Posted on November 2, 2017
CREDO and Bold are fighting dirty oil pipelines hand in hand
What began with an activist taking on a dirty oil pipeline in deep-red Nebraska has grown into a multi-state coalition of unlikely allies successfully fighting Big Oil interests.
In 2010, Jane Kleeb founded Bold Nebraska in the hopes of transforming the political landscape of a fiercely independent and populist state, and through hyper-local organizing and bringing together diverse communities – including farmers and ranchers, landowners, Native people and tribal leaders, progressive activists, rural and urban voters, and local politicians – to fight for a common goal, she helped to lead a massive grassroots movement resulting in President Obama suspending construction of the Keystone XL pipeline. Now, as president of the Bold Alliance, she is helping organize resistance across multiple rural states to protect our air, water and land from destructive fossil fuel development.
This October, CREDO was honored to welcome Jane to our headquarters for a special conversation about her work with Bold.
Since 2013, CREDO members have voted to donate more than $72,000 to the Bold Alliance, and CREDO Action has been a proud ally in the fight to stop dirty oil pipelines like Keystone XL and Dakota Access. Earlier this year, CREDO joined our allies 350.org, Indigenous Environmental Network and Oil Change International to help Bold launch the the Solar XL campaign, a project to build solar arrays on the proposed route of the Keystone XL pipeline in Nebraska.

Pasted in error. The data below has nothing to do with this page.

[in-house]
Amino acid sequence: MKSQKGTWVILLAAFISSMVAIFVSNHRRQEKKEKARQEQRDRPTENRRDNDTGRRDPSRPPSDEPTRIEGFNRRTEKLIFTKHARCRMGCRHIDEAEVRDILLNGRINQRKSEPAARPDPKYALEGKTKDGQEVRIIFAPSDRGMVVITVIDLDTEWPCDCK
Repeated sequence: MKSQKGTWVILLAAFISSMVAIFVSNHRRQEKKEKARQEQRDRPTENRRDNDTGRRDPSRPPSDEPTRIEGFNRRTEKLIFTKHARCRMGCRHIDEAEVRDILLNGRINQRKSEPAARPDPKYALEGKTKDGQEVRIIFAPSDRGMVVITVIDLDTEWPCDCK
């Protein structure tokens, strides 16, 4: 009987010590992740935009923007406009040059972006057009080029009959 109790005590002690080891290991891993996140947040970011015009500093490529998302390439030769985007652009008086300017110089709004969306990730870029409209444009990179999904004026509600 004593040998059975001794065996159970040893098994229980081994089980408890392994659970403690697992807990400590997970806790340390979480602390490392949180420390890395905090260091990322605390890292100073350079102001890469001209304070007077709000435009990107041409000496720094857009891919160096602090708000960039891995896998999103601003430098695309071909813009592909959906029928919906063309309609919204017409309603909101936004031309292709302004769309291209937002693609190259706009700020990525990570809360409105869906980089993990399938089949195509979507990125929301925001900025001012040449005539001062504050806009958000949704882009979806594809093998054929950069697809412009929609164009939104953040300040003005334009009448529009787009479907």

WATCH: Bold Nebraska and the #SolarXL project are putting solar in the path of Keystone XL. #NoKXL
Donate now to put more solar in the path of KXL: bit.ly/solarxl
Posted by Bold Nebraska on Monday, September 25, 2017
During her visit, Jane touched on how her organization’s work building unlikely alliances was a fundamental force behind her organization’s success to prevent the construction of the Keystone XL pipeline. While many across the country believed pipeline construction was a foregone conclusion, Bold and environmental and progressive allies knew the ultimate decisionmaker for suspending the pipeline was President Obama, and the political fight would be centered in Washington.
By rallying two important groups – Native people, who have endured centuries of oppression and racism, and farmers and ranchers – and smart organizing with climate activists and progressive organizations like CREDO and other allies, Bold held a week-long event in the nation’s capital, which allowed Native people and farmers and ranchers to tell their stories of protecting the land and water from this dangerous pipeline. In a touching moment, Jane recounted the time when, after a number of farmers and ranchers spoke about the impact the pipeline could have on their lands, Chief Arvol Looking Horse of the Lakota, Dakota and Nakota Nations stood up to acknowledge the men, and said to them, “Welcome to the tribe,” noting how landowners were finally acknowledging centuries of racism and were now fighting for the sovereign rights of Native people.
You can watch the entire conversation on CREDO’s Facebook page.